Big Hole and Jefferson Rivers Win Conservation Grants
By Perry Backus of The
February 28, 2003
For years, members of the Big Hole Watershed Committee and the Jefferson River Watershed Council searched under every stone to find ways to pay for myriad water conservation projects.
Those efforts have been noticed all the way to Washington, D.C.
This week, Montana Senators Conrad Burns and Max Baucus announced that the rivers will each receive a federal appropriation of $400,000 that can be used help move along needed projects.
On the Jefferson River, the money will help find ways to make irrigation more efficient and therefore eventually keep more water in the river.
"We are exceedingly pleased Congress under stands that funding of cooperative water conservation projects is key to dealing with drought while accommodating fish and
agriculture," said Bruce Rehwinkel, coordinator of Trout Unlimited's Jefferson River Project.
"There's plenty of need here," Rehwinkel said. "We don't intend to waste a dime of that money.
There are a number of projects around that show a lot of promise."
The Jefferson funding will be directed through the National Resource Conservation Service. It will be applied to professional engineering evaluations on irrigation systems and possibly pilot projects on leaky irrigation canals and ditches.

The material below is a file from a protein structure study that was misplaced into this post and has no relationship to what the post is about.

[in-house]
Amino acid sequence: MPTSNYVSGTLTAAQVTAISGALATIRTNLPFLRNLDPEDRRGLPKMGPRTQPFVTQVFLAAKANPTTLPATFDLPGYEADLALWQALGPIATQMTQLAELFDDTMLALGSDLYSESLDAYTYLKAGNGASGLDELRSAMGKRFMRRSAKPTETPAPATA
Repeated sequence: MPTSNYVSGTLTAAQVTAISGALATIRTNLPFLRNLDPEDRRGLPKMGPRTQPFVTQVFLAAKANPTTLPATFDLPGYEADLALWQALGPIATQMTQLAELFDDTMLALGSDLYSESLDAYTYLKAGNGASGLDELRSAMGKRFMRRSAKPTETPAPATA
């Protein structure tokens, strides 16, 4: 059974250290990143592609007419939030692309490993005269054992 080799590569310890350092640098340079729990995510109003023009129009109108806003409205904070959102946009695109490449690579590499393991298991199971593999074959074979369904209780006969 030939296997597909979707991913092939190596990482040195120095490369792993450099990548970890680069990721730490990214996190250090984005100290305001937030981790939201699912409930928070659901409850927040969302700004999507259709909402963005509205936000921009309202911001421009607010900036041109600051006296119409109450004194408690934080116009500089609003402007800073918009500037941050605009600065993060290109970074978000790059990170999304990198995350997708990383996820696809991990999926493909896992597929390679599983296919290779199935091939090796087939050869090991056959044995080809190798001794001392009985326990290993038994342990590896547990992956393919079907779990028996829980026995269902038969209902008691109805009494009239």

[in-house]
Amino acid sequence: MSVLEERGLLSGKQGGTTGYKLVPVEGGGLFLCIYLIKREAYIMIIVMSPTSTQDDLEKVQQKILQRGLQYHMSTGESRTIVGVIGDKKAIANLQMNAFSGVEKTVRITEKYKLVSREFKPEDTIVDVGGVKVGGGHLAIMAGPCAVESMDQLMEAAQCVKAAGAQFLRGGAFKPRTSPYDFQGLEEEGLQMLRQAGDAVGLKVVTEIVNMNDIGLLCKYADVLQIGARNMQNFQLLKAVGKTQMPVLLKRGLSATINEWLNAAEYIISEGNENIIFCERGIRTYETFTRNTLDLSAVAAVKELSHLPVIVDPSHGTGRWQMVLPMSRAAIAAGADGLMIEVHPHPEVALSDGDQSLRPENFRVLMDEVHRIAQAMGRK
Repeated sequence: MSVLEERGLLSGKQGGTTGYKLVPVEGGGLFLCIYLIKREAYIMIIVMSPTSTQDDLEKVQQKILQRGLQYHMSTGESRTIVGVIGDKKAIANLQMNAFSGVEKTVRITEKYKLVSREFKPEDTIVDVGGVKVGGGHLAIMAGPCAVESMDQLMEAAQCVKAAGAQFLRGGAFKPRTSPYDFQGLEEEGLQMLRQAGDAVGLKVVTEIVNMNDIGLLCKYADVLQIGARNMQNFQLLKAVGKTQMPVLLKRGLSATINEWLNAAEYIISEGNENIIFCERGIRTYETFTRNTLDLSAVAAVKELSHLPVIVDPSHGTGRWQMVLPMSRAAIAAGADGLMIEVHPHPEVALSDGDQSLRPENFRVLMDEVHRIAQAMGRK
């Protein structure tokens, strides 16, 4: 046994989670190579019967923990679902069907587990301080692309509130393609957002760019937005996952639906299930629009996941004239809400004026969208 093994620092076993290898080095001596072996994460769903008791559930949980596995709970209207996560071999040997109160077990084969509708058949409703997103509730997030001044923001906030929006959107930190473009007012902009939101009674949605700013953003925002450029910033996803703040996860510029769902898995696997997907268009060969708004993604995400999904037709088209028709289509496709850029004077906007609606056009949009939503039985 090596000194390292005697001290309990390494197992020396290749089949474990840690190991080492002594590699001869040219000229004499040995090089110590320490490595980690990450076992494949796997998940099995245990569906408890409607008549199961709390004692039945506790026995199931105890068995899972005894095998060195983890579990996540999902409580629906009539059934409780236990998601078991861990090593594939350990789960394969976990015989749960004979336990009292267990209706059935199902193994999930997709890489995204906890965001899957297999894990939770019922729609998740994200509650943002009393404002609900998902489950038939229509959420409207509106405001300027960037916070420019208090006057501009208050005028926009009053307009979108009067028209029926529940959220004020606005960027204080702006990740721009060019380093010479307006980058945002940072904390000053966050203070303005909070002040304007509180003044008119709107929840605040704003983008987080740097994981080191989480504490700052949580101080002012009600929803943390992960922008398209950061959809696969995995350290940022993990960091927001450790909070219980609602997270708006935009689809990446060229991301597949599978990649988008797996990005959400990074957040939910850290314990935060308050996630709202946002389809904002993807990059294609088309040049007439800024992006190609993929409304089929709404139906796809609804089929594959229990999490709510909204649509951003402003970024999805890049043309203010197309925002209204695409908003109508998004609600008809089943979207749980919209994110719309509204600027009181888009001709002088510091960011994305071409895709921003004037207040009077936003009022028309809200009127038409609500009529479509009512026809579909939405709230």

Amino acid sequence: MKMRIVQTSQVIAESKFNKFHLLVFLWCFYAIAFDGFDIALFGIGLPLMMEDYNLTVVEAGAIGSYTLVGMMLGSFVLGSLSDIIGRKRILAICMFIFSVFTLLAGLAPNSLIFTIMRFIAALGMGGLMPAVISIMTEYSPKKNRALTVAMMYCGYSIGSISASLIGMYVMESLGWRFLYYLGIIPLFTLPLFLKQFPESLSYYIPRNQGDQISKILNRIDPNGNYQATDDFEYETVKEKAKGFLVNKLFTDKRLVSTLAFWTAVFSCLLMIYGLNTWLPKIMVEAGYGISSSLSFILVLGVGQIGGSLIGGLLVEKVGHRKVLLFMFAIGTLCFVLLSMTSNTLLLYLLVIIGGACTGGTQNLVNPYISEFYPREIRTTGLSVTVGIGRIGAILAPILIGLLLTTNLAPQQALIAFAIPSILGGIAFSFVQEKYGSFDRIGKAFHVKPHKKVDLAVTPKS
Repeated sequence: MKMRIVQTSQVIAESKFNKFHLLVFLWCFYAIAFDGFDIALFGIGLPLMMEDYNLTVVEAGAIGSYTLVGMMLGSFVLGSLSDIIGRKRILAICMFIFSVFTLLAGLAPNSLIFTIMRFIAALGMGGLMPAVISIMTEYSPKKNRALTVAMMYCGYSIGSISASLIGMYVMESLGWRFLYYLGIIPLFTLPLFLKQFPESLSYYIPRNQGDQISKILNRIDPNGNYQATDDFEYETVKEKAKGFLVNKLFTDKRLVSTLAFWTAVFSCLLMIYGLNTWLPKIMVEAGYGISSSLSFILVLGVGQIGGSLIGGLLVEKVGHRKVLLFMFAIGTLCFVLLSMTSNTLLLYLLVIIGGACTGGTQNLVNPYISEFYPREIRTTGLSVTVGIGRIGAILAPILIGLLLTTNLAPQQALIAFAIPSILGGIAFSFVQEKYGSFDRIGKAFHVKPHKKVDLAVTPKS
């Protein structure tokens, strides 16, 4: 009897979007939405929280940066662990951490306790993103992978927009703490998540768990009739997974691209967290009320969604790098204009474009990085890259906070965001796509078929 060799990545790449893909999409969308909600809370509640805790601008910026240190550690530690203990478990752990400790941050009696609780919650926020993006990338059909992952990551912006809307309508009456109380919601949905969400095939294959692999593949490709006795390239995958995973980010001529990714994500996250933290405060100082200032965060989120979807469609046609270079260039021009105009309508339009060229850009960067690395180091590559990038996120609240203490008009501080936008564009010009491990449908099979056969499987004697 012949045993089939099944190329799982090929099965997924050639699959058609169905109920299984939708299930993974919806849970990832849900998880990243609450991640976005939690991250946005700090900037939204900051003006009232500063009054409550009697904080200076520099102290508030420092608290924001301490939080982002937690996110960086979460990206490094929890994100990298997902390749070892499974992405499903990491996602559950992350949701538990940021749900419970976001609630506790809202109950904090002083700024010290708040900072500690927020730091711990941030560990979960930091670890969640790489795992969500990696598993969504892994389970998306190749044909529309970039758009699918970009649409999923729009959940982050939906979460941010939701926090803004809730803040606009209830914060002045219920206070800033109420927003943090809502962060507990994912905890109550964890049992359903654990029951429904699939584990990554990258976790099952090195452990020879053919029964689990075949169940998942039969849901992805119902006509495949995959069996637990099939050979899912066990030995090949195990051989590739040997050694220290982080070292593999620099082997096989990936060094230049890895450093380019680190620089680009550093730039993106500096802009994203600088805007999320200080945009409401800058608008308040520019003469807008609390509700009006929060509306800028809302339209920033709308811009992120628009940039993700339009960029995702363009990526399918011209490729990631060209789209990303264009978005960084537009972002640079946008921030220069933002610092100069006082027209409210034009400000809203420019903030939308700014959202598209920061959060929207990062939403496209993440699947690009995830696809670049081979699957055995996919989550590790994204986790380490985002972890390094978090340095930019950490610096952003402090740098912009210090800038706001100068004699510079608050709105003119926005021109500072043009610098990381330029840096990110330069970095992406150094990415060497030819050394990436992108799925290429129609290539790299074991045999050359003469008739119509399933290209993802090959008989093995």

"Our purpose is to increase river flows, deliver irrigation water more efficiently, and conserve valuable fish and wildlife habitat," said Dave White, the ser vice's state conservationist.
The Jefferson River Watershed Council has been working on many of those same issues since it was formed in 1999. The council is a collaboration of local water users, anglers, Trout Unlimited members and local business owners who decided to work together to try and make a difference on the Jefferson River. It fashioned itself after the Big Hole Watershed Committee, which started meeting in 1995.
In the last four years, the council has developed a voluntary drought management plan that helps river flows.
On the Big Hole River, the appropriation is part of the U.S. Fish and Wildlife Service's Partners for Wildlife program. The money will be used on efforts that conserve water needed by both irrigation and the river's famed fishery, especially its dwindling population of native river-dwelling arctic grayling.
Arctic grayling numbers in the Big Hole have been dramatically impacted by the last few years of drought. One group has promised a lawsuit in attempt to force the federal government to place the grayling on the federal endangered species list.
Steve Luebeck, a member of both the Big Hole Water-shed Committee and the George Grant Chapter of Trout Unlimited, said the focus for upcoming projects will be on the grayling's stronghold near Wisdom.
Projects might include water storage projects or possibly water leasing.
© Copyright Perry Backus and the Montana
Standard, reproduced by permission.